Objective: Mild hypothermia (32-33°C) shows protective effects in patients with brain damage and cardiac arrest. Although cold-inducible RNA-binding protein (CIRP) contributes to the protective effects of hypothermia through extracellular signal-regulated kinase activation in fibroblasts, the effects of hypothermia in the liver remain unclear. Methods: We analysed the effects of cold temperature on fulminant hepatitis, a potentially fatal disease, using the D-galactosamine (GalN)/lipopolysaccharide (LPS) and concanavalin (con) A-induced hepatitis models in mice. After GalN/LPS administration and anaesthesia, mice in the hypothermia group were kept at 25°C and those in control group were kept at 35°C. After concanavalin A (con A) administration, the mice in the hypothermia group were placed in a chamber with an ambient temperature of 6°C for 1.5 h. Results: Hypothermia attenuated liver injury and prolonged survival. Activation of c-Jun N-terminal kinase and Akt, which are involved in reactive oxygen species (ROS) accumulation, was suppressed by low temperature. Hypothermia significantly decreased oxidized protein levels, and treatment with N-acetyl-L-cysteine, an antioxidant, attenuated GalN/LPS-induced liver injury. In con A-induced hepatitis, CIRP expression was upregulated and Bid expression was downregulated, resulting in decreased apoptosis of hepatocytes in the hypothermia group. Conclusions: These data suggest that hypothermia directly protects hepatocytes from cell death via reduction of ROS production in fulminant hepatitis.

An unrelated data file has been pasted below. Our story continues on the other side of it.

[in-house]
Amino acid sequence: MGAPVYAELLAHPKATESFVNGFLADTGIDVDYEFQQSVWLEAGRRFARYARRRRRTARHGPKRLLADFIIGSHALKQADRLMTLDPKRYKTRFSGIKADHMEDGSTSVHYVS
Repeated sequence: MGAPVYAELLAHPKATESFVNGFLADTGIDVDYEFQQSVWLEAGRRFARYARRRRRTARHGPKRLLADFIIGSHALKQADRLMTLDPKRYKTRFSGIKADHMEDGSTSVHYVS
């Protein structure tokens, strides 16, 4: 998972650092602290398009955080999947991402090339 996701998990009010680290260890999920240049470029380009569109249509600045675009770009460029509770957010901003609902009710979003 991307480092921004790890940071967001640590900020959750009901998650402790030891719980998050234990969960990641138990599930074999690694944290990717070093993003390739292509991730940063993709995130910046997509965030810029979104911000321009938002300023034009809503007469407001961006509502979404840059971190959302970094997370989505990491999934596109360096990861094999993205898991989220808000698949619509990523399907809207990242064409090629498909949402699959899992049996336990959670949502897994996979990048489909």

- Cold shock
- Cold-inducible RNA-binding protein
- Fulminant hepatitis
- Reactive oxygen species
ASJC Scopus subject areas